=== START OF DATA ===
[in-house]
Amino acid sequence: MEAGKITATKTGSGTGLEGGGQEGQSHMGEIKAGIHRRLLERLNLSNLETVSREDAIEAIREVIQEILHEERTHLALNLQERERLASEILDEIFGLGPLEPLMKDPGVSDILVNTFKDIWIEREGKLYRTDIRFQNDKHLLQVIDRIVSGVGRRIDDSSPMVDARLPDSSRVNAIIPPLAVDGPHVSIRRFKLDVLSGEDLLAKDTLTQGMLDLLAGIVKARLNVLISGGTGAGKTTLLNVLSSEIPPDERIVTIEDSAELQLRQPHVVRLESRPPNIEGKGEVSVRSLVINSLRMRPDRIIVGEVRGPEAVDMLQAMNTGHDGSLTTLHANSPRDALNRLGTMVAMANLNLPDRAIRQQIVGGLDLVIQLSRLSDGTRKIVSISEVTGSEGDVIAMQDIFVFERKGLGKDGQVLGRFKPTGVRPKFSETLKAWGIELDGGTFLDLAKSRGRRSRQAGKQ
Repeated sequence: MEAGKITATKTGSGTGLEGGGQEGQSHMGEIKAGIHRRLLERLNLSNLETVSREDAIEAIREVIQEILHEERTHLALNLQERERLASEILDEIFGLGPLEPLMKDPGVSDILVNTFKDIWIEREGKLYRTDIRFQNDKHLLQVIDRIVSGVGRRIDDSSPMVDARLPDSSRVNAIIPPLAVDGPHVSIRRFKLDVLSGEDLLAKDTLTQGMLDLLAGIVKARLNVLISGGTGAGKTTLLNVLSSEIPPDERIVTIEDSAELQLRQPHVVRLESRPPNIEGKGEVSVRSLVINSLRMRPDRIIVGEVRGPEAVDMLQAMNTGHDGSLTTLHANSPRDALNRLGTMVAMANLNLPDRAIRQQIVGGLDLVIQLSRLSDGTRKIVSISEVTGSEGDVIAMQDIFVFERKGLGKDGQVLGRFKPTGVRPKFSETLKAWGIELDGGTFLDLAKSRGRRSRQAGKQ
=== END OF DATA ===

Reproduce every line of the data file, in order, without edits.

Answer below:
[in-house]
Amino acid sequence: MEAGKITATKTGSGTGLEGGGQEGQSHMGEIKAGIHRRLLERLNLSNLETVSREDAIEAIREVIQEILHEERTHLALNLQERERLASEILDEIFGLGPLEPLMKDPGVSDILVNTFKDIWIEREGKLYRTDIRFQNDKHLLQVIDRIVSGVGRRIDDSSPMVDARLPDSSRVNAIIPPLAVDGPHVSIRRFKLDVLSGEDLLAKDTLTQGMLDLLAGIVKARLNVLISGGTGAGKTTLLNVLSSEIPPDERIVTIEDSAELQLRQPHVVRLESRPPNIEGKGEVSVRSLVINSLRMRPDRIIVGEVRGPEAVDMLQAMNTGHDGSLTTLHANSPRDALNRLGTMVAMANLNLPDRAIRQQIVGGLDLVIQLSRLSDGTRKIVSISEVTGSEGDVIAMQDIFVFERKGLGKDGQVLGRFKPTGVRPKFSETLKAWGIELDGGTFLDLAKSRGRRSRQAGKQ
Repeated sequence: MEAGKITATKTGSGTGLEGGGQEGQSHMGEIKAGIHRRLLERLNLSNLETVSREDAIEAIREVIQEILHEERTHLALNLQERERLASEILDEIFGLGPLEPLMKDPGVSDILVNTFKDIWIEREGKLYRTDIRFQNDKHLLQVIDRIVSGVGRRIDDSSPMVDARLPDSSRVNAIIPPLAVDGPHVSIRRFKLDVLSGEDLLAKDTLTQGMLDLLAGIVKARLNVLISGGTGAGKTTLLNVLSSEIPPDERIVTIEDSAELQLRQPHVVRLESRPPNIEGKGEVSVRSLVINSLRMRPDRIIVGEVRGPEAVDMLQAMNTGHDGSLTTLHANSPRDALNRLGTMVAMANLNLPDRAIRQQIVGGLDLVIQLSRLSDGTRKIVSISEVTGSEGDVIAMQDIFVFERKGLGKDGQVLGRFKPTGVRPKFSETLKAWGIELDGGTFLDLAKSRGRRSRQAGKQ